Make that, roasted eggplant with tahina, hummus with tahina, tahina with tahina. One of my favorite things about food in Israel has to be the availability of tahina and tahina enhanced dishes. Barring cross contamination in the kitchen, roasted eggplant with tahina was usually one of the safer things on the menu, and something that I could eat for almost every meal given the opportunity. Keep an eye on the spices, but for the most part, it was served with nothing more suspicious than a little sprinkling of paprika. I loved the eggplant itself, cooked to sweet and silky softness inside the papery charred, smoky skin, but it would have been just another burnt vegetable without that addictive sesame sauce. If you think you don’t like tahini because it is bitter, honey, you aren’t buying the right tahini. I switched from that cheapo version in the metal tin to the real stuff in glass jars available in Middle Eastern markets and wow, the difference is amazing. The un-toasted health food store variety doesn’t cut it either, if you’re wondering. I don’t know what the difference is, but hunt down some REAL stuff at a market. I think you’ll taste the difference.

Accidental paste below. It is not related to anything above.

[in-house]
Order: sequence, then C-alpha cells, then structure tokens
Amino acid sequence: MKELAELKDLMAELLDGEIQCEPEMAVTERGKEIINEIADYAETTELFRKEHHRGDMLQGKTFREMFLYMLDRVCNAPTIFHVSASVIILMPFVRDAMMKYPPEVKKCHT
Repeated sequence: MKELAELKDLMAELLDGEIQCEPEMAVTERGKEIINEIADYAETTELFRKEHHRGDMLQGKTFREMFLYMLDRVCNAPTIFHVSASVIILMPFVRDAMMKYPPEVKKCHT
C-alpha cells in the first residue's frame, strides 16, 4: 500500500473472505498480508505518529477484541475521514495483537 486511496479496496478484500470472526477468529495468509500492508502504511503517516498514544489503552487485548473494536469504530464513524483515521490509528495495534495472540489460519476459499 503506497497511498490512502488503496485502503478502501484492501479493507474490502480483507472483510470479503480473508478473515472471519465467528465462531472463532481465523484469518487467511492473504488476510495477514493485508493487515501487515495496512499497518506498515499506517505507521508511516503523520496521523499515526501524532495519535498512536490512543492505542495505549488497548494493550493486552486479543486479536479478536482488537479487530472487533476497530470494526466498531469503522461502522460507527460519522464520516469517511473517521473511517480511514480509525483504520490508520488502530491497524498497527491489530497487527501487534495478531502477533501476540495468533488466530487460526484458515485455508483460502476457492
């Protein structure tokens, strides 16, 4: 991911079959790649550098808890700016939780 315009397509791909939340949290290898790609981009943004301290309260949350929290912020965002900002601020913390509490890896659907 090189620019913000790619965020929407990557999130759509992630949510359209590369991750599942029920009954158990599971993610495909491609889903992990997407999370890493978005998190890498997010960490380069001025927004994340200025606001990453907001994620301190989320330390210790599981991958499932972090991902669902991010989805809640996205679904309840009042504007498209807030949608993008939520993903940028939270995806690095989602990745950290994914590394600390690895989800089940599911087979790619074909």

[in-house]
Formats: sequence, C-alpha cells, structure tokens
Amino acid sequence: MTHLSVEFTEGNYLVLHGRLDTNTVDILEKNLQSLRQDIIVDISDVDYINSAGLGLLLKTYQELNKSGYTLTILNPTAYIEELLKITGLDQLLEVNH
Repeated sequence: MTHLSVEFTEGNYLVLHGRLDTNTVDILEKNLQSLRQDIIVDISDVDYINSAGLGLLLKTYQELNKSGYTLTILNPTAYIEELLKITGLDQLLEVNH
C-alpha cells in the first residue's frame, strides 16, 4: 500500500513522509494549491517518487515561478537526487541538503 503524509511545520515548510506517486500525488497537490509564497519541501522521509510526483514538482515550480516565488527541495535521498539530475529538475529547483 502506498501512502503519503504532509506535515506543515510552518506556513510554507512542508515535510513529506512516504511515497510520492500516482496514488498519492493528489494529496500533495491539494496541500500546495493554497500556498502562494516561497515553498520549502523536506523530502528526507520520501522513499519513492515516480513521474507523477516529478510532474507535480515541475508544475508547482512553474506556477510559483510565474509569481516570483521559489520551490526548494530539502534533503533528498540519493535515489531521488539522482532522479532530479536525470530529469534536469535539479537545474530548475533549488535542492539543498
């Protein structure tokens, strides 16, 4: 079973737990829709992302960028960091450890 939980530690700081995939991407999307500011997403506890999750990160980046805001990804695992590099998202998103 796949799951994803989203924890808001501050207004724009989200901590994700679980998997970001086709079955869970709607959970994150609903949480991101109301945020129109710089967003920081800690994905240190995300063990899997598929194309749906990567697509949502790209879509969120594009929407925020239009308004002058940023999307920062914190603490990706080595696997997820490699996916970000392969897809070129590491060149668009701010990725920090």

5. Hummus with Pine Nuts
Speaking of Tahina, another gorgeous dish that I couldn’t get enough of in Israel was the hummus. Served like this with an almost obscene amount of toasted pine nuts, it was a transcendent dish. And I know you are supposed to eat it with lots of gluten bread, but you can ask them to bring it sans bread. The waitor may look at you strangely, but they’ll do it, and then you can just dig in with a spoon. I might have felt awkward about it, but I saw plenty of Israeli’s doing the same thing, even when they had a big mound of bread next to the dish. It is just that tasty. The stuff in the refrigerator case at Whole Foods has nothing on freshly made hummus at a good Israeli restaurant. Or, even a hole in the wall restaurant in a touristy town next to a Mosque. Try it, you’ll be impressed. Again, do watch the spices, because you never know when gluten will creep in.